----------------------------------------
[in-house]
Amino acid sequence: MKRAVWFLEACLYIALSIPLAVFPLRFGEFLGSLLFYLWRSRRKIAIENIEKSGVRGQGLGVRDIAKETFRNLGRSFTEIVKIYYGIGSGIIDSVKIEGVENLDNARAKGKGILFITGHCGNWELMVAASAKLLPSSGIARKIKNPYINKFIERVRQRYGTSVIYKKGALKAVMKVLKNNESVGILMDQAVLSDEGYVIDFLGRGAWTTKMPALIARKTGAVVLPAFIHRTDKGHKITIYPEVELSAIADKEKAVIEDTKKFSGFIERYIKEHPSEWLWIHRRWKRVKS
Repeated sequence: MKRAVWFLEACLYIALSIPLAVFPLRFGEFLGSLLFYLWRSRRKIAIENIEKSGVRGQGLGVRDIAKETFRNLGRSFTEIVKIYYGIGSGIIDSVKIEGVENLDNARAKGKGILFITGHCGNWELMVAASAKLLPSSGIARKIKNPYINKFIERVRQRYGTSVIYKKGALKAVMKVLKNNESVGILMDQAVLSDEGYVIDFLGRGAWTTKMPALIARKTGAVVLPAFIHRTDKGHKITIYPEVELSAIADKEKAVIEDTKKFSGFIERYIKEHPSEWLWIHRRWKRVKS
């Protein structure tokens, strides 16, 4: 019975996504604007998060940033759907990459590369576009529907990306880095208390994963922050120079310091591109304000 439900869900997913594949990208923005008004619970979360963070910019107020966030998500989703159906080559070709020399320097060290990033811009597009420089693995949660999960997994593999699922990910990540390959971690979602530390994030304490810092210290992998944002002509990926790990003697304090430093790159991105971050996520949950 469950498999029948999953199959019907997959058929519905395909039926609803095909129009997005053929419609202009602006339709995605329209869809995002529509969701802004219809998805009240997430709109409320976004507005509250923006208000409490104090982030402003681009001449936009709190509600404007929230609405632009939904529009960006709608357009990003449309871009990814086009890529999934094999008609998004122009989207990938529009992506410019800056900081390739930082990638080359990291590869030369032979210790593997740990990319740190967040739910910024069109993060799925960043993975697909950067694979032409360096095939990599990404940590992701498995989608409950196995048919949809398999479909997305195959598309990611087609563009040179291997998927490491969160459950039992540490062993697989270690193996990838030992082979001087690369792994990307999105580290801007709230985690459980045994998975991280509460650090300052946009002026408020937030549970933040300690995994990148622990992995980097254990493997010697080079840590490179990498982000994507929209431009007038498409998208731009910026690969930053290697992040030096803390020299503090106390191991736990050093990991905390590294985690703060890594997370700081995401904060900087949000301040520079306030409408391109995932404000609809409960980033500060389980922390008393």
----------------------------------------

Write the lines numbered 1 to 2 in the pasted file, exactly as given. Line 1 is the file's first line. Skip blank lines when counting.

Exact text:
[in-house]
Amino acid sequence: MKRAVWFLEACLYIALSIPLAVFPLRFGEFLGSLLFYLWRSRRKIAIENIEKSGVRGQGLGVRDIAKETFRNLGRSFTEIVKIYYGIGSGIIDSVKIEGVENLDNARAKGKGILFITGHCGNWELMVAASAKLLPSSGIARKIKNPYINKFIERVRQRYGTSVIYKKGALKAVMKVLKNNESVGILMDQAVLSDEGYVIDFLGRGAWTTKMPALIARKTGAVVLPAFIHRTDKGHKITIYPEVELSAIADKEKAVIEDTKKFSGFIERYIKEHPSEWLWIHRRWKRVKS